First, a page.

#1
Oct2606, 03:41 PM

P: 39

Let A be an n x n matrix; denote its distinct eigenvalues by a_1,...,a_k and denote the index of a_i by d_i. How do I prove that the minimal polynomial is then:
m_A(s) = (sa_1)^d_1*...*(sa_k)^d_k ? The characterstic polynomial is defined as: p_A(s) = (sa_1)*...*(sa_n); 



#2
Oct2606, 06:01 PM

Emeritus
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PF Gold
P: 16,101





#3
Oct2606, 06:27 PM

P: 39

The book defines the index as:
"N_m = N_m(a) the nullspace of (Aa*I)^m. The subspaces N_m consist of generalized eigenvectors; they are indexed increasingly, that is N_1 is included in N_2 is included in... Since these are subspaces of a finitedimensional space, they must be equal from a certain index on. We denote by d = d(a) the smallest such index, that is, N_d = N_(d+1) = ... but N_(d1) /= N_d_j d(a) is called the index of the eigenvalue a." This is from Peter D. Lax's book on linear algebra.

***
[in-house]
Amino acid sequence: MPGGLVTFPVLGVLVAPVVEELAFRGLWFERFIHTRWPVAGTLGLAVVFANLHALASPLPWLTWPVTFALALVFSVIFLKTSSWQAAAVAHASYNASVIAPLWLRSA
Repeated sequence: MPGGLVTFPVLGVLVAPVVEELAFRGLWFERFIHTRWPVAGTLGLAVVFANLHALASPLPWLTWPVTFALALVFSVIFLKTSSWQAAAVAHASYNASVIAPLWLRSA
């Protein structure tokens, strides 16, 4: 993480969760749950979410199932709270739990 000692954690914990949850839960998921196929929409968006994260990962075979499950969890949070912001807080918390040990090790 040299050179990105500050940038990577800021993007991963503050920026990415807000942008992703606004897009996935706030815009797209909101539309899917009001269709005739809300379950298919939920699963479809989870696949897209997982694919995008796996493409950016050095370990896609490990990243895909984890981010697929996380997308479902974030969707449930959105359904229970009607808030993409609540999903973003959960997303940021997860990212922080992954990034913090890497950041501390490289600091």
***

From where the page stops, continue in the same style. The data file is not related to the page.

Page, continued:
#4
Oct2606, 07:08 PM

Emeritus
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PF Gold
P: 16,101

Minimal Polynomial A nxn Matrix
If f is the minimal polynomial of A, then f(A) is the zero matrix. So f(A)v = 0 for any vector. Does that help?




#5
Oct2606, 07:31 PM

P: 39

That is also true for the characteristic polynomial. I know that the characteristic polynomial can be divided by a minimal polynomial and I want to show that the minimal polynomial is equal to (sa_1)^(d_1)*...*(sa_k)^(d_k)




#6
Oct2606, 07:35 PM

Emeritus
Sci Advisor
PF Gold
P: 16,101

(sa_1)^(d_1)*...*(sa_k)^(d_k) satisfies what I wrote, and then you want to prove that any proper factor of it does not. I think good choices of f(A)v will do that. 


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